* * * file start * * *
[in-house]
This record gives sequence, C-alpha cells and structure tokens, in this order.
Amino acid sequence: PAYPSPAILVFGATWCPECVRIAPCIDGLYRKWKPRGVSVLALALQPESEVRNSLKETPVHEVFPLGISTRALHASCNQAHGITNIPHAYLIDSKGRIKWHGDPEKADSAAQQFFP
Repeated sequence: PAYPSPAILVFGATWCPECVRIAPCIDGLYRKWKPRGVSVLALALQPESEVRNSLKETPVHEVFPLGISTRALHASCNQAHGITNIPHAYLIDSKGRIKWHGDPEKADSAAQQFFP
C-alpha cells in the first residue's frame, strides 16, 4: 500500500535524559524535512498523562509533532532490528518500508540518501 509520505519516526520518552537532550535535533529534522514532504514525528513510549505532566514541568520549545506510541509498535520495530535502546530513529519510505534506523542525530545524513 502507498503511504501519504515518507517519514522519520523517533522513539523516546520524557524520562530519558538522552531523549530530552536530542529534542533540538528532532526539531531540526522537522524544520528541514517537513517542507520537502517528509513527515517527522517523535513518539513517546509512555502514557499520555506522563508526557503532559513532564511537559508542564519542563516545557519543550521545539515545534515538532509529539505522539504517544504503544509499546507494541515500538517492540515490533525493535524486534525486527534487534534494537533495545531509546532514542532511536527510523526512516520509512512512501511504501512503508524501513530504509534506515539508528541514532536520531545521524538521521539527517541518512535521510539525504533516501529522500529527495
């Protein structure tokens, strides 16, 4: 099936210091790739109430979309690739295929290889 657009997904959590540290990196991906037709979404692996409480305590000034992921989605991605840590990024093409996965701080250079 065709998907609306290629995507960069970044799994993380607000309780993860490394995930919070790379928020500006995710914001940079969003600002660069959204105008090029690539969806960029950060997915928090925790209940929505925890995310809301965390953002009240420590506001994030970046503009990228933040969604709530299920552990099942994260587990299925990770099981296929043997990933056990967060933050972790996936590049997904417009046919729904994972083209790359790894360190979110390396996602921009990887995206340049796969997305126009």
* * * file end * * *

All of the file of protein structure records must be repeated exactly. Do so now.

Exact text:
[in-house]
This record gives sequence, C-alpha cells and structure tokens, in this order.
Amino acid sequence: PAYPSPAILVFGATWCPECVRIAPCIDGLYRKWKPRGVSVLALALQPESEVRNSLKETPVHEVFPLGISTRALHASCNQAHGITNIPHAYLIDSKGRIKWHGDPEKADSAAQQFFP
Repeated sequence: PAYPSPAILVFGATWCPECVRIAPCIDGLYRKWKPRGVSVLALALQPESEVRNSLKETPVHEVFPLGISTRALHASCNQAHGITNIPHAYLIDSKGRIKWHGDPEKADSAAQQFFP
C-alpha cells in the first residue's frame, strides 16, 4: 500500500535524559524535512498523562509533532532490528518500508540518501 509520505519516526520518552537532550535535533529534522514532504514525528513510549505532566514541568520549545506510541509498535520495530535502546530513529519510505534506523542525530545524513 502507498503511504501519504515518507517519514522519520523517533522513539523516546520524557524520562530519558538522552531523549530530552536530542529534542533540538528532532526539531531540526522537522524544520528541514517537513517542507520537502517528509513527515517527522517523535513518539513517546509512555502514557499520555506522563508526557503532559513532564511537559508542564519542563516545557519543550521545539515545534515538532509529539505522539504517544504503544509499546507494541515500538517492540515490533525493535524486534525486527534487534534494537533495545531509546532514542532511536527510523526512516520509512512512501511504501512503508524501513530504509534506515539508528541514532536520531545521524538521521539527517541518512535521510539525504533516501529522500529527495
């Protein structure tokens, strides 16, 4: 099936210091790739109430979309690739295929290889 657009997904959590540290990196991906037709979404692996409480305590000034992921989605991605840590990024093409996965701080250079 065709998907609306290629995507960069970044799994993380607000309780993860490394995930919070790379928020500006995710914001940079969003600002660069959204105008090029690539969806960029950060997915928090925790209940929505925890995310809301965390953002009240420590506001994030970046503009990228933040969604709530299920552990099942994260587990299925990770099981296929043997990933056990967060933050972790996936590049997904417009046919729904994972083209790359790894360190979110390396996602921009990887995206340049796969997305126009």